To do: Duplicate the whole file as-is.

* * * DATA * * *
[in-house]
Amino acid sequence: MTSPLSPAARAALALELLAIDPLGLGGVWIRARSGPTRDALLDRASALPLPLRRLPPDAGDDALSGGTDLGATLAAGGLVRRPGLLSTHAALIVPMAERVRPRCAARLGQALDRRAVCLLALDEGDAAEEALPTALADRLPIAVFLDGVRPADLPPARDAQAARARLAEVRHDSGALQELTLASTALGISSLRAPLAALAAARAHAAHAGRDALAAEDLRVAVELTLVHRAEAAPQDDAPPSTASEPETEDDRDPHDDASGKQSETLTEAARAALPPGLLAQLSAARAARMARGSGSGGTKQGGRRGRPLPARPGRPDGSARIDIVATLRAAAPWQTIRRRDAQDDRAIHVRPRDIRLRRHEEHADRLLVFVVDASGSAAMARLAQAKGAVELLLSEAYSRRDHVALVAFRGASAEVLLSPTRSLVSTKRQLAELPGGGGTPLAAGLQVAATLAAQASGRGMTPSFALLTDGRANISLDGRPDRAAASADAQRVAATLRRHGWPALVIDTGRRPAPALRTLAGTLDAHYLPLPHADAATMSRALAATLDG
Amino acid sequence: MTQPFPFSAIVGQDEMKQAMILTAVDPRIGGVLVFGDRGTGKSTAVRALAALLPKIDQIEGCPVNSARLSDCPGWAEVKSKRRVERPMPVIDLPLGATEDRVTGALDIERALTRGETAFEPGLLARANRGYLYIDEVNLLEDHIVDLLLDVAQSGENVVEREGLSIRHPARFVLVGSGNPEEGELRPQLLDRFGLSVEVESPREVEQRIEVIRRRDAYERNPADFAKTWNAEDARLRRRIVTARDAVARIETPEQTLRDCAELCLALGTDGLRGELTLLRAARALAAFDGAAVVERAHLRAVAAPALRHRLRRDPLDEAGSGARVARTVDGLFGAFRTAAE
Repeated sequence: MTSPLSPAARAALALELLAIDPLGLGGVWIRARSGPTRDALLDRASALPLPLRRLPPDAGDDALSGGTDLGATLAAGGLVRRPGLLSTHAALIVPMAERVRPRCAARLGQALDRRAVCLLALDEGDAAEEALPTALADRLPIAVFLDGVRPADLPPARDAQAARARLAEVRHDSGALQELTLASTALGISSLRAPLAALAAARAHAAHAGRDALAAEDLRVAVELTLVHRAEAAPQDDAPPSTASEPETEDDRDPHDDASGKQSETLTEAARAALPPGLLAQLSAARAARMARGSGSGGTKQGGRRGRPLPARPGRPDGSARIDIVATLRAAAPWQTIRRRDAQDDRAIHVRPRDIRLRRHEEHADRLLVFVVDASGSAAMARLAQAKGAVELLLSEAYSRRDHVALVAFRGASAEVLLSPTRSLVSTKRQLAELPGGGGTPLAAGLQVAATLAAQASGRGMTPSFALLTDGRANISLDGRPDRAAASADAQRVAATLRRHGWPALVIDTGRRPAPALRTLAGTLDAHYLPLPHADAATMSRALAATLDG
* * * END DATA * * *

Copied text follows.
[in-house]
Amino acid sequence: MTSPLSPAARAALALELLAIDPLGLGGVWIRARSGPTRDALLDRASALPLPLRRLPPDAGDDALSGGTDLGATLAAGGLVRRPGLLSTHAALIVPMAERVRPRCAARLGQALDRRAVCLLALDEGDAAEEALPTALADRLPIAVFLDGVRPADLPPARDAQAARARLAEVRHDSGALQELTLASTALGISSLRAPLAALAAARAHAAHAGRDALAAEDLRVAVELTLVHRAEAAPQDDAPPSTASEPETEDDRDPHDDASGKQSETLTEAARAALPPGLLAQLSAARAARMARGSGSGGTKQGGRRGRPLPARPGRPDGSARIDIVATLRAAAPWQTIRRRDAQDDRAIHVRPRDIRLRRHEEHADRLLVFVVDASGSAAMARLAQAKGAVELLLSEAYSRRDHVALVAFRGASAEVLLSPTRSLVSTKRQLAELPGGGGTPLAAGLQVAATLAAQASGRGMTPSFALLTDGRANISLDGRPDRAAASADAQRVAATLRRHGWPALVIDTGRRPAPALRTLAGTLDAHYLPLPHADAATMSRALAATLDG
Amino acid sequence: MTQPFPFSAIVGQDEMKQAMILTAVDPRIGGVLVFGDRGTGKSTAVRALAALLPKIDQIEGCPVNSARLSDCPGWAEVKSKRRVERPMPVIDLPLGATEDRVTGALDIERALTRGETAFEPGLLARANRGYLYIDEVNLLEDHIVDLLLDVAQSGENVVEREGLSIRHPARFVLVGSGNPEEGELRPQLLDRFGLSVEVESPREVEQRIEVIRRRDAYERNPADFAKTWNAEDARLRRRIVTARDAVARIETPEQTLRDCAELCLALGTDGLRGELTLLRAARALAAFDGAAVVERAHLRAVAAPALRHRLRRDPLDEAGSGARVARTVDGLFGAFRTAAE
Repeated sequence: MTSPLSPAARAALALELLAIDPLGLGGVWIRARSGPTRDALLDRASALPLPLRRLPPDAGDDALSGGTDLGATLAAGGLVRRPGLLSTHAALIVPMAERVRPRCAARLGQALDRRAVCLLALDEGDAAEEALPTALADRLPIAVFLDGVRPADLPPARDAQAARARLAEVRHDSGALQELTLASTALGISSLRAPLAALAAARAHAAHAGRDALAAEDLRVAVELTLVHRAEAAPQDDAPPSTASEPETEDDRDPHDDASGKQSETLTEAARAALPPGLLAQLSAARAARMARGSGSGGTKQGGRRGRPLPARPGRPDGSARIDIVATLRAAAPWQTIRRRDAQDDRAIHVRPRDIRLRRHEEHADRLLVFVVDASGSAAMARLAQAKGAVELLLSEAYSRRDHVALVAFRGASAEVLLSPTRSLVSTKRQLAELPGGGGTPLAAGLQVAATLAAQASGRGMTPSFALLTDGRANISLDGRPDRAAASADAQRVAATLRRHGWPALVIDTGRRPAPALRTLAGTLDAHYLPLPHADAATMSRALAATLDG